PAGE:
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Somali TFG must end in August, says UN rep

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Mogadishu, Somalia, March 1993, CC licence: rjones0856

Somalia’s Transitional Federal Government must come to an end in August, a top UN official told RFI. Augustine Mahiga, the special representative for Somalia, said there have been “ups and downs” since 2004, but it will soon be time to “broaden the political base”, ratify a new constitution and run elections.

Interview: Augustine Mahiga, the special representative for Somalia

Mahiga said in a telephone interview Wednesday that he wants a “much broader” political base to take over from the Somali TFG, involving the autonomous regions of Somaliland and Puntland, clan leaders, prominent religious leaders, civil society and grassroots organisations, as well as the diaspora and business community.

Mahiga, a Tanzanian career diplomat, believes that the TFG has already brought most of the armed opposition into the “political and military fold”.

He calls those left “hardcore terrorists, who I don’t think are interested in any kind of dialogue or to renounce their strategy of violence”, such as Al-Shabaab, the hardline Islamist group fighting the African Union mission in the country.

“We think it is important that we use this opportunity to take stock of what the government has been able to do and not able to do,” says Mahiga, of the transition.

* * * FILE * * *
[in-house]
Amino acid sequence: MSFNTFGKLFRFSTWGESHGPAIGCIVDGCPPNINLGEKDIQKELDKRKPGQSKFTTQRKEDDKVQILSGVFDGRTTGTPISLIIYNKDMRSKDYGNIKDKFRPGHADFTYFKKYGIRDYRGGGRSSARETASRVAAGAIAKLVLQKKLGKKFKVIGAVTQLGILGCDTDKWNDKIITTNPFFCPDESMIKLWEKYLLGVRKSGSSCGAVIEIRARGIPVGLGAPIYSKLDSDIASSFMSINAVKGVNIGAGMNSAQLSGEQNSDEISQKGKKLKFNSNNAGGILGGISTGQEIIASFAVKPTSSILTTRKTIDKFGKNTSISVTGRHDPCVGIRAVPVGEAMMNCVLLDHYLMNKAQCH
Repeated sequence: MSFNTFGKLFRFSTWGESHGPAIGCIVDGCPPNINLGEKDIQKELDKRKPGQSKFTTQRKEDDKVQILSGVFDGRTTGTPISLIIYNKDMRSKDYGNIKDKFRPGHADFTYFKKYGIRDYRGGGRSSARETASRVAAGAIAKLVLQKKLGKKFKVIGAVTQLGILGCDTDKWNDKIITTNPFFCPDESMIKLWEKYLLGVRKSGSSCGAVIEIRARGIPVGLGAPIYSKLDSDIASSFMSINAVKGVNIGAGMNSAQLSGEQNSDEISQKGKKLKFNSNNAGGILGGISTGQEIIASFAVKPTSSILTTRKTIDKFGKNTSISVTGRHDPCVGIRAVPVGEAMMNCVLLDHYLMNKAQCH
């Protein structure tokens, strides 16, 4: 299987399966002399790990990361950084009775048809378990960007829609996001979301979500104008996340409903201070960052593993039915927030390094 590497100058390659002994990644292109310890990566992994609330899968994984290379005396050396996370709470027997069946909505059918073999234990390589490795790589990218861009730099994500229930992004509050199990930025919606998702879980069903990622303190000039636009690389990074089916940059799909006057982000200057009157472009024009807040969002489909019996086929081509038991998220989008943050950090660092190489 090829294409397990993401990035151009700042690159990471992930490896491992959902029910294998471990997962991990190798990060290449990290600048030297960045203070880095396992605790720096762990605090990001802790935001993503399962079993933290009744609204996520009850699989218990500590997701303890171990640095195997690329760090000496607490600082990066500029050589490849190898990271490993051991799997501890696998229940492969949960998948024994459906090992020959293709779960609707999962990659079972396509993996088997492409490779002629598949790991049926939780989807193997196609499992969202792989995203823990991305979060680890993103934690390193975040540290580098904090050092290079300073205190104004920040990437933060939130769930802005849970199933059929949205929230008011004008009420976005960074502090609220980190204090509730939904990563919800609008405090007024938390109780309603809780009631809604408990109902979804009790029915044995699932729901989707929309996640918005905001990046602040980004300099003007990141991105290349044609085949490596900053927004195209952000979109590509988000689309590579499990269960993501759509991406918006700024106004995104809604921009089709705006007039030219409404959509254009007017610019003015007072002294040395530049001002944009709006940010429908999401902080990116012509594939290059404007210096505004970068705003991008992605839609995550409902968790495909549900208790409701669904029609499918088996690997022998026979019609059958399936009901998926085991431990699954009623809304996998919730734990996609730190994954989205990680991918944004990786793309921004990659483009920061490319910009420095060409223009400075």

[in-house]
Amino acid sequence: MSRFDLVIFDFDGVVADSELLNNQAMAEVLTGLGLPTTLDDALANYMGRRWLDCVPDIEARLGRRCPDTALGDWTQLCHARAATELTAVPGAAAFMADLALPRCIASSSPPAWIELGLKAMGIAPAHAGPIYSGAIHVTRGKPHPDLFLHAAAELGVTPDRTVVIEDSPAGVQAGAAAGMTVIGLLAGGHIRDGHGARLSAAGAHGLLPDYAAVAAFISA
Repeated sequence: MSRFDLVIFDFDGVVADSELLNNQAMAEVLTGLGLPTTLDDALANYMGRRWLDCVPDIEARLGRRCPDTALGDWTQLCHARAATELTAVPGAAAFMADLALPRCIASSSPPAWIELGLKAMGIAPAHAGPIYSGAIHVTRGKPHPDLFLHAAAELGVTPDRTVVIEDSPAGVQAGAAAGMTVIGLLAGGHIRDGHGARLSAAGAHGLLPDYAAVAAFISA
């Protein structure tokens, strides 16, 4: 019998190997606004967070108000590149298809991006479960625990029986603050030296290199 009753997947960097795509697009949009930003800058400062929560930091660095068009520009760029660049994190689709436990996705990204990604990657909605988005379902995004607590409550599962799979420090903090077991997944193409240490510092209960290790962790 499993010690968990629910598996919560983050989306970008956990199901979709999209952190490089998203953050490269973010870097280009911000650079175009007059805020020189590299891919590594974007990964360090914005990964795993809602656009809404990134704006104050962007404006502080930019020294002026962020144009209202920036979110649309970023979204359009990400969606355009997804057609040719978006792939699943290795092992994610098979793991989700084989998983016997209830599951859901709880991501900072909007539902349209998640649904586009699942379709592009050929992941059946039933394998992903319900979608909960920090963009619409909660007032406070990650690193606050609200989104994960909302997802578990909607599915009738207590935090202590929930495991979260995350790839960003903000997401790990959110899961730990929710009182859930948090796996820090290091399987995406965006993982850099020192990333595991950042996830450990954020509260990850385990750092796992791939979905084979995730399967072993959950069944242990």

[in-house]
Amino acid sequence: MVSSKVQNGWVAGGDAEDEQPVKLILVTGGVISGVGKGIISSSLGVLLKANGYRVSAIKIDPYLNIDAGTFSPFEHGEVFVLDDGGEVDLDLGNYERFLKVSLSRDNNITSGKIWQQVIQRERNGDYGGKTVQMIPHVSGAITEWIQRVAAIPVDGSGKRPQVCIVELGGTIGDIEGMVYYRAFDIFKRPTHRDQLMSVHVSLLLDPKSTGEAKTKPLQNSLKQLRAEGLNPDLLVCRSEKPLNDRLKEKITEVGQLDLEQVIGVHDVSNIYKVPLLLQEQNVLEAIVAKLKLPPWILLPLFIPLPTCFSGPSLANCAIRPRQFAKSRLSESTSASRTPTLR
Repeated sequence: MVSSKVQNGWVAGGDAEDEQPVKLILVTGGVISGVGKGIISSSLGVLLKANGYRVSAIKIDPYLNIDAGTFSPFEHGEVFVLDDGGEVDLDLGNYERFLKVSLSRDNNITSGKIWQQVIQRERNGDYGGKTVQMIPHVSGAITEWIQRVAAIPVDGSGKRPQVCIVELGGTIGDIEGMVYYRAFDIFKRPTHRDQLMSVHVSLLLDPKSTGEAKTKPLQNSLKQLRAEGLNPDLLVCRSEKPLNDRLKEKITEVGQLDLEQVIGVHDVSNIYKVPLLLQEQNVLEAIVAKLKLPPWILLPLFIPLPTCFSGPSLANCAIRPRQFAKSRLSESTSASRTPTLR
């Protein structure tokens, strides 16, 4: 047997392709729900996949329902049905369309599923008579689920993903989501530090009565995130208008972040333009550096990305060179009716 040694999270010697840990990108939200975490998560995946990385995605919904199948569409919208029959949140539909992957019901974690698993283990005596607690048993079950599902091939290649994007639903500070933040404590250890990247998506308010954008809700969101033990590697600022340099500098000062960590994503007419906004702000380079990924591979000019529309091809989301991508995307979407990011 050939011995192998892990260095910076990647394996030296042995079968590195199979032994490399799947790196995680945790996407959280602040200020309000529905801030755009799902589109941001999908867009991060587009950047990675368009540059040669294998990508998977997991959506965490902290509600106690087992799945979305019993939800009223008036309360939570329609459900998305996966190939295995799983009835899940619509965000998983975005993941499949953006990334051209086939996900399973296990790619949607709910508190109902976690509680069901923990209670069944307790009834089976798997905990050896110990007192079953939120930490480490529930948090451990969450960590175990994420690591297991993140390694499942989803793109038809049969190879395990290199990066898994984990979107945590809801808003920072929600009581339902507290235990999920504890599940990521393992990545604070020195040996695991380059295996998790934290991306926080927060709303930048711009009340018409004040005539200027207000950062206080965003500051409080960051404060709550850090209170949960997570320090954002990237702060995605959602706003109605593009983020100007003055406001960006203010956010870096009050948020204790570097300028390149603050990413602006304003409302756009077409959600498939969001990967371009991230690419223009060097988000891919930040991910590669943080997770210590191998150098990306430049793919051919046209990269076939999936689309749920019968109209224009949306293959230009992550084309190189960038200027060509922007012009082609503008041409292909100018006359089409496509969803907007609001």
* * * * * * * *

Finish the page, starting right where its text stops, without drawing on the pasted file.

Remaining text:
He said it is important to “extend outreach, reconciliation and cooperation with the areas of relative stability in Somalia including Puntland, Somaliland and other local emerging administrations on the margins of the areas controlled by Al-Shabaab”.

Somaliland, which is seeking international recognition, is according to Mahiga a role model.

“It has been going through a very successful political process and a democratic one for that matter”.

But he recognises that the region is reluctantly part of Somalia, and despite efforts by the TFG, involving them in the next phase of Somali government “is going to be a difficult path to pursue”.

Puntland, he says, is an area of stability.

“Despite the frequent forays of terrorists and pirates, it’s not entirely lawless. It’s probably an area of potential stability. I’ve been myself to Garowe and I’ve seen that it’s a relatively safe place.”

Parts of Somalia remain a battleground, and control of Mogadishu is split between Al-Shabaab and a contingent of federal government troops and African Union soldiers.

In spite of the ongoing fighting Mahiga is optimistic. He sees the ratification of a draft constitution by a “constituent assembly” over the next seven months.

Then he says elections “would be the ideal end of a peaceful and stable Somalia once the security situation is at rest”.

Radio France Internationale

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Written by Daniel Finnan

27 January 2011 at 20:17

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